Gandhi told London’s Jewish Chronicle in an interview in 1931: “I can understand the longing of a Jew to return to Palestine, and he can do so if he can without the help of bayonets, whether his own or those of Britain… in perfect friendliness with the Arabs.”
In 1937, after Arabs tried to stop Jewish immigration to British-administered Palestine by force, Gandhi repeated his view that a homeland for Jews in the Middle East would only be possible “when Arab opinion is ripe for it.”
In his most extended treatment of the problem, an essay called “The Jews,” published in his newspaper Harijan in 1938, Gandhi began:
Several letters have been received by me, asking me to declare my views about the Arab-Jew question in Palestine and the persecution of the Jews in Germany. It is not without hesitation that I venture to offer my views on this very difficult question. My sympathies are all with the Jews.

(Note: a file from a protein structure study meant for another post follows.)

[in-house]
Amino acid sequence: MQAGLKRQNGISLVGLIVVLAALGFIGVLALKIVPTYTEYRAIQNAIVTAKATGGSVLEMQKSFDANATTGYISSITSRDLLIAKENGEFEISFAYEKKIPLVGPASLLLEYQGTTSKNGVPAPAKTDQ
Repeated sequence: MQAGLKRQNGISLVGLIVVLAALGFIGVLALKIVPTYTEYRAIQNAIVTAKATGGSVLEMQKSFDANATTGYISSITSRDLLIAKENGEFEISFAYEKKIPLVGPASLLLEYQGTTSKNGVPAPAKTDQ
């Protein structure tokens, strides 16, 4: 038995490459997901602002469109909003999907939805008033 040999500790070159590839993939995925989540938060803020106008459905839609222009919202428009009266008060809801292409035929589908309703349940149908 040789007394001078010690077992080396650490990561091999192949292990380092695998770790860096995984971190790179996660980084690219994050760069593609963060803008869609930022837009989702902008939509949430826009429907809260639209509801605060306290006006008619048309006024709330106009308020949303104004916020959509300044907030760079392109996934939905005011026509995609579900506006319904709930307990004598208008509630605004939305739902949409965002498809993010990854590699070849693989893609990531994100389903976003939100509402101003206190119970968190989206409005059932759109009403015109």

Lal jhuti kakatua korae chae jae baina chai thar lal phithae chiruni aar aina, the red and orange plumed parrot has come up with an interesting motive, she wants a red thread, a hairbrush and an mirror to look at herself after she is all dressed up in her fancy new clothing. Jedh bodo lal pede tia rong shari chai, she wants a sari with a broad and red border, mon bhora rong niyae holo mukh bhari thai, and she speaks to the motive as she puffs up her mouth, Patha bhora paan daebo maan kano daina..I brandish her favorite rewards yet she will not give her heart away. Choto thaekae kono dhin boro jodi hothae chao, If you want to become a strong and a good human being bhalo korae mon diyae pora shona korae jao, pay attention to your studies. Dhushtumi korae jae kaeo tharae chaina, people are hard to get along without direction and instruction..lal jhuti kakatua.